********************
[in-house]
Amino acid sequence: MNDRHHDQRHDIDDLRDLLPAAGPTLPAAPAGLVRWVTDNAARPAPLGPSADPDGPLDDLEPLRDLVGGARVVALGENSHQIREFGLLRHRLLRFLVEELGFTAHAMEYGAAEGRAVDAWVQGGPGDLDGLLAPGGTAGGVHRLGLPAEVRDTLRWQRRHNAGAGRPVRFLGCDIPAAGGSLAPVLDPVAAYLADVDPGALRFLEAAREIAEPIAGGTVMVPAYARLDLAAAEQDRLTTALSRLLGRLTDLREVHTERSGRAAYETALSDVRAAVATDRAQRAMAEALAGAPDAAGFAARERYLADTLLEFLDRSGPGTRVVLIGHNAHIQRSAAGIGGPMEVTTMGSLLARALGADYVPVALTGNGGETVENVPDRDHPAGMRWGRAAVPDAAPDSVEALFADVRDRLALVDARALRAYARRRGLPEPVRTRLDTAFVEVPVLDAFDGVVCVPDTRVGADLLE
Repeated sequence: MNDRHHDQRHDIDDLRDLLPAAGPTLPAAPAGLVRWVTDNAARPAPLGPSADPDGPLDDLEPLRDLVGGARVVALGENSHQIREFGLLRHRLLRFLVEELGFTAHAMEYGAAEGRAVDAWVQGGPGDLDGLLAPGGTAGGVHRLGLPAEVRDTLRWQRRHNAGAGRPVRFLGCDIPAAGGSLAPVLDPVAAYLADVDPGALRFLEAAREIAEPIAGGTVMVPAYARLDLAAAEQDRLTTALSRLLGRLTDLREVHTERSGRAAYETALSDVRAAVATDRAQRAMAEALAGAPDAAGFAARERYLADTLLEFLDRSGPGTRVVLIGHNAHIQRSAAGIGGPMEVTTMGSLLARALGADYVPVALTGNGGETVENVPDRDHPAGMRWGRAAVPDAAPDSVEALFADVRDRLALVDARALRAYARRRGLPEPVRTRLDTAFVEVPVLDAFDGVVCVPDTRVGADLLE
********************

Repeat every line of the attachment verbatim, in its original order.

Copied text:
[in-house]
Amino acid sequence: MNDRHHDQRHDIDDLRDLLPAAGPTLPAAPAGLVRWVTDNAARPAPLGPSADPDGPLDDLEPLRDLVGGARVVALGENSHQIREFGLLRHRLLRFLVEELGFTAHAMEYGAAEGRAVDAWVQGGPGDLDGLLAPGGTAGGVHRLGLPAEVRDTLRWQRRHNAGAGRPVRFLGCDIPAAGGSLAPVLDPVAAYLADVDPGALRFLEAAREIAEPIAGGTVMVPAYARLDLAAAEQDRLTTALSRLLGRLTDLREVHTERSGRAAYETALSDVRAAVATDRAQRAMAEALAGAPDAAGFAARERYLADTLLEFLDRSGPGTRVVLIGHNAHIQRSAAGIGGPMEVTTMGSLLARALGADYVPVALTGNGGETVENVPDRDHPAGMRWGRAAVPDAAPDSVEALFADVRDRLALVDARALRAYARRRGLPEPVRTRLDTAFVEVPVLDAFDGVVCVPDTRVGADLLE
Repeated sequence: MNDRHHDQRHDIDDLRDLLPAAGPTLPAAPAGLVRWVTDNAARPAPLGPSADPDGPLDDLEPLRDLVGGARVVALGENSHQIREFGLLRHRLLRFLVEELGFTAHAMEYGAAEGRAVDAWVQGGPGDLDGLLAPGGTAGGVHRLGLPAEVRDTLRWQRRHNAGAGRPVRFLGCDIPAAGGSLAPVLDPVAAYLADVDPGALRFLEAAREIAEPIAGGTVMVPAYARLDLAAAEQDRLTTALSRLLGRLTDLREVHTERSGRAAYETALSDVRAAVATDRAQRAMAEALAGAPDAAGFAARERYLADTLLEFLDRSGPGTRVVLIGHNAHIQRSAAGIGGPMEVTTMGSLLARALGADYVPVALTGNGGETVENVPDRDHPAGMRWGRAAVPDAAPDSVEALFADVRDRLALVDARALRAYARRRGLPEPVRTRLDTAFVEVPVLDAFDGVVCVPDTRVGADLLE